- Series: Shambhala Pocket Classics
- Paperback: 115 pages
- Publisher: Shambhala (September 26, 1990)
- Language: English
- ISBN-10: 0877735425
- ISBN-13: 978-0877735427
- Product Dimensions: 3 x 0.4 x 4.5 inches
- Shipping Weight: 2.1 ounces
- Average Customer Review: 2,280 customer reviews
- Amazon Best Sellers Rank: #727,743 in Books (See Top 100 in Books)
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Tao Teh Ching (Shambhala Pocket Classics) Paperback – September 26, 1990
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"Written more than two thousand years ago, the Tao Teh Ching is probably the most influential work of Asian thought. . . . This lucid translation demonstrates that these teachings are useful in the arts of leadership as they are in developing a sense of balance and harmony in everyday life."— Branches of Light
About the Author
Not much is known about the legendary Lao Tzu, to whom authorship of the Tao Te Ching is popularly attributed. Some scholars believe the author was an elder contemporary of Confucius.
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One and a half hours later I had finished the book entirely, along with my coffee, and I immediately knew upon completion that I would read this book many, many more times in my life.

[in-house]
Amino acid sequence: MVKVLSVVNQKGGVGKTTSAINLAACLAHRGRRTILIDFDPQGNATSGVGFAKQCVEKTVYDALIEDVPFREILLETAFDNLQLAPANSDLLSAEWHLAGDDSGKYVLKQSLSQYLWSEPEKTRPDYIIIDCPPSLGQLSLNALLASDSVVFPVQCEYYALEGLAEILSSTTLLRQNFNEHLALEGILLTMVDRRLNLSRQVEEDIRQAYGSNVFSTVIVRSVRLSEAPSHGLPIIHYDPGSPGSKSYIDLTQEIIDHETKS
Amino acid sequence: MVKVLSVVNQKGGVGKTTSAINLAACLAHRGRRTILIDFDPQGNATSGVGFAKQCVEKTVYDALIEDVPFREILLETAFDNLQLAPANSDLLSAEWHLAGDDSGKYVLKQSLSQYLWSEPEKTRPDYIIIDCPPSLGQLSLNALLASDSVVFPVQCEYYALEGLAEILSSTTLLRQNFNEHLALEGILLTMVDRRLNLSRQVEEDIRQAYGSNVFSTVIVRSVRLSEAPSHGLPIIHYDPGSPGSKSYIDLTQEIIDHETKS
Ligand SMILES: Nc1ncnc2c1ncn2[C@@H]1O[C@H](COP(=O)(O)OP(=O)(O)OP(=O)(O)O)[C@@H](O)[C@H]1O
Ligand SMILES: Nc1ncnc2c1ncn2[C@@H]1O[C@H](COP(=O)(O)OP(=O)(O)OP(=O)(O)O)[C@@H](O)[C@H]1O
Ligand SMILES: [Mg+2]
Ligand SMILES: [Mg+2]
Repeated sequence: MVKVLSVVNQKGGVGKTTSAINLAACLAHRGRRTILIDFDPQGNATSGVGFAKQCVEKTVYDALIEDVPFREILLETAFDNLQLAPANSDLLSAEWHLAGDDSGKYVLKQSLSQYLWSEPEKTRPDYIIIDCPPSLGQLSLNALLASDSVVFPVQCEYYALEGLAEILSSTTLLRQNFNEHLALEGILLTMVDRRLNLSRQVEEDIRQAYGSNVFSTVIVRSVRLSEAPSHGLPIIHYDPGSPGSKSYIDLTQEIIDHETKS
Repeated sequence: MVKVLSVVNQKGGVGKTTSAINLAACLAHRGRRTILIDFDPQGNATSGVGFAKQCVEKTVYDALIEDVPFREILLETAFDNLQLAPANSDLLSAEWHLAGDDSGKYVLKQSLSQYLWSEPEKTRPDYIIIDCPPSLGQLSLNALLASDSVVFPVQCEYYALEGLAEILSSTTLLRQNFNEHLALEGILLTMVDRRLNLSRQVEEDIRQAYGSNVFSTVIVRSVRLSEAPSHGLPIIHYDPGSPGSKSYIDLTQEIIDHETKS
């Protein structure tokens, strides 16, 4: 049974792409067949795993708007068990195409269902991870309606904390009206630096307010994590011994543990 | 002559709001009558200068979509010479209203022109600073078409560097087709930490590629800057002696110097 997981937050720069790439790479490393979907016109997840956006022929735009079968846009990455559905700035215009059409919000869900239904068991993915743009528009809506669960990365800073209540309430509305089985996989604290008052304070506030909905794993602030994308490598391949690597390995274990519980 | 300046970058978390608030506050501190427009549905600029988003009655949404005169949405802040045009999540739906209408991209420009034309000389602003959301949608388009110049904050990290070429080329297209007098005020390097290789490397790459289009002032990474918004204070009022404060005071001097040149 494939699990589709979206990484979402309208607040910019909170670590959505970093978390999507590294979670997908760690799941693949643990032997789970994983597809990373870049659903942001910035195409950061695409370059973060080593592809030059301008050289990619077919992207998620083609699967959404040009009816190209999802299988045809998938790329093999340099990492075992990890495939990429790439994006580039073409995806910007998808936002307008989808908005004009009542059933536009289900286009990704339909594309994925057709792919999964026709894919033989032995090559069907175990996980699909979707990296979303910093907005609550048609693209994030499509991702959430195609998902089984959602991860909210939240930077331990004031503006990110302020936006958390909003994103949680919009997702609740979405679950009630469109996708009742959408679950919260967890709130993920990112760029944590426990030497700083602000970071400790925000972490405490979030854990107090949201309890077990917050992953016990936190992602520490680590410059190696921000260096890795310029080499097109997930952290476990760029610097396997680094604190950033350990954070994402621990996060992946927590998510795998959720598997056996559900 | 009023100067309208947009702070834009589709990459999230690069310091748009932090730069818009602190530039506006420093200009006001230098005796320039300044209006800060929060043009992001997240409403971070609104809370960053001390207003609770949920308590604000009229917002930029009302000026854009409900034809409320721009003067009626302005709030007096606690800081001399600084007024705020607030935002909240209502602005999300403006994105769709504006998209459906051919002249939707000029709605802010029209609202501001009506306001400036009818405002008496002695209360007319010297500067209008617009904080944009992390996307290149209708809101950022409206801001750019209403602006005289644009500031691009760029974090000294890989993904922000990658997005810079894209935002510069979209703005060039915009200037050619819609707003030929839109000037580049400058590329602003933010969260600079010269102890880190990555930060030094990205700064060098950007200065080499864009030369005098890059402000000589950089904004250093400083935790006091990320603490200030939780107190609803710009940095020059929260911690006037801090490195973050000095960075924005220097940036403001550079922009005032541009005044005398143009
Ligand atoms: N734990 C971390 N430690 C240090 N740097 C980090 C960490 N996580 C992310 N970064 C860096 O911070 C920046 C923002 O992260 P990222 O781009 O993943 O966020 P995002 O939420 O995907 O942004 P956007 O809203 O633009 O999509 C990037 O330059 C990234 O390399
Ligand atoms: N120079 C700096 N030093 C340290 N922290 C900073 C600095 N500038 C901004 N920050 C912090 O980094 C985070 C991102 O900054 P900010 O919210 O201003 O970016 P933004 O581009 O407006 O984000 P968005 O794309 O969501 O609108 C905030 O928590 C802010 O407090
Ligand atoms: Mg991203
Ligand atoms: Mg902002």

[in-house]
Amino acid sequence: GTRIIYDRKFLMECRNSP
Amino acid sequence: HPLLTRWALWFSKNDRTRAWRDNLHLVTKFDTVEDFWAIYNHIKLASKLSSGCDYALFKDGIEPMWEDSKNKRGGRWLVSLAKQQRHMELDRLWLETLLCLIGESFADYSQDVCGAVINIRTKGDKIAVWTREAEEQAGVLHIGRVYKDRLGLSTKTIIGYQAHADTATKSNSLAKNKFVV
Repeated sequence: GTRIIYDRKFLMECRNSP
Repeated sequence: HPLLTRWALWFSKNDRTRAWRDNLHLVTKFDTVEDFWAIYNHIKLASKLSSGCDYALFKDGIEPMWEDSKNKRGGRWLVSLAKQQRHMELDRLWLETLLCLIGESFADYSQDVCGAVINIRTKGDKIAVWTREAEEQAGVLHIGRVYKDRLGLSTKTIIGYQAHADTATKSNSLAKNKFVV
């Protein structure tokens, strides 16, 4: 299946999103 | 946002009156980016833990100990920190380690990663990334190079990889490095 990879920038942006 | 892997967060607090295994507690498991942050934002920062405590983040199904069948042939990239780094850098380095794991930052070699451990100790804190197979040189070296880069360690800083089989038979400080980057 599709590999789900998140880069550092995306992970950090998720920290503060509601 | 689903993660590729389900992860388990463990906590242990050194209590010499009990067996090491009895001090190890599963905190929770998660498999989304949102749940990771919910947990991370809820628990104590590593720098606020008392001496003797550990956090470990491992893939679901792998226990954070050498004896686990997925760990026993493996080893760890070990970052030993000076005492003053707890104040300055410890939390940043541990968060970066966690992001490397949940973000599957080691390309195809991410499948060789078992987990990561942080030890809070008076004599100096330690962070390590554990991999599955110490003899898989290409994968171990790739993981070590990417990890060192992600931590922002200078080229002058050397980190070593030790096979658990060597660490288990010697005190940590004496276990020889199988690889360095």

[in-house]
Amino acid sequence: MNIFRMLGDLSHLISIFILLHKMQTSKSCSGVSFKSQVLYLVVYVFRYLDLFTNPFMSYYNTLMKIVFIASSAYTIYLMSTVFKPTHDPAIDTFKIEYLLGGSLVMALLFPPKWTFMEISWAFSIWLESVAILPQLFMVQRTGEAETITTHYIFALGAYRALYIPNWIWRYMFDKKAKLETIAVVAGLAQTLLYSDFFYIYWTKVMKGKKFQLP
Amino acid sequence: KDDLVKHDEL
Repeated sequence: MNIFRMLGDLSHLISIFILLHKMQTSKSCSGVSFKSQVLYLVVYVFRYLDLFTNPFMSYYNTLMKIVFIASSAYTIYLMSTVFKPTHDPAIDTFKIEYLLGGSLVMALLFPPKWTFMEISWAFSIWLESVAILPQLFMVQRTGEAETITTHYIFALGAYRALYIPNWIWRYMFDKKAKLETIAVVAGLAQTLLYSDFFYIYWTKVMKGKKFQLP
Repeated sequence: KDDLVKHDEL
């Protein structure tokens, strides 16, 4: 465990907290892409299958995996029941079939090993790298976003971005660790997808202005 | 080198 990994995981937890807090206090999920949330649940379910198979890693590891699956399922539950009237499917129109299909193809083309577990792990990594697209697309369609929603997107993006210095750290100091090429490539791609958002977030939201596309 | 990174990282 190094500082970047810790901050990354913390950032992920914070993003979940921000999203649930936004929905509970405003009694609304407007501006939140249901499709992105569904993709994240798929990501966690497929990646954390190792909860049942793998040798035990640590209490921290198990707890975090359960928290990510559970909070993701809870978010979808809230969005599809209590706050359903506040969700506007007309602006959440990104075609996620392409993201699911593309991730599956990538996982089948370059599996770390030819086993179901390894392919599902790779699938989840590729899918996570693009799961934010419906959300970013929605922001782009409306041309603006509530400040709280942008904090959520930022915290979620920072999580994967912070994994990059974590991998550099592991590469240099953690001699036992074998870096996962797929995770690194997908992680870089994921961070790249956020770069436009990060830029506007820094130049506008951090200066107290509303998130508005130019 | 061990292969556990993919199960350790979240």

It was a highly profound, dare I say life changing read that dramatically impacted my perspective towards my own happiness and how I interact with others. Written as a collection of very short, almost poem-like chapters, often each occupying less than a single page, this book is a masterfully crafted guide to find real happiness and fulfillment in your life. It is a tome that empowers you, humbles you, and leads you around the pitfalls that so many humans fall into throughout their lives.
It is not a modern self help book with life-hacks, habit forming tips, or other such articulations, but rather a fundamental, deep, and moving look at what makes up a fulfilling life.
If you are someone who has discovered mindfulness, explores meditation, or ponders philosophy, then this book is, without question, a must-read.
And if you are more of a go-getter. A driven entrepreneurial type who is looking more or straightforward advice on building your business, achieving goals and finding ‘success’, then I encourage you more-so than anyone else to pick this book up.
It has helped me make difficult business decisions, cut through the unimportant details and roadblocks, optimize my time, and improve my relations with my clients and really everyone else in my life for that matter. It is a book for the true winners, who understand that karma is practical, and that compassion is the path to real success.
It is a book that I will cherish for the rest of my life, and I feel indebted to the author and translator for bringing its wisdom into the world.
Let the educated debaters go on with their "Ten thousand things" arguing about translations and meanings. They miss the point. Get this book, make some tea, turn of the incessant rattlings in your brain and the screens in your home and relax to ancient wisdom that has influenced millions of hearts and minds for thousands of years...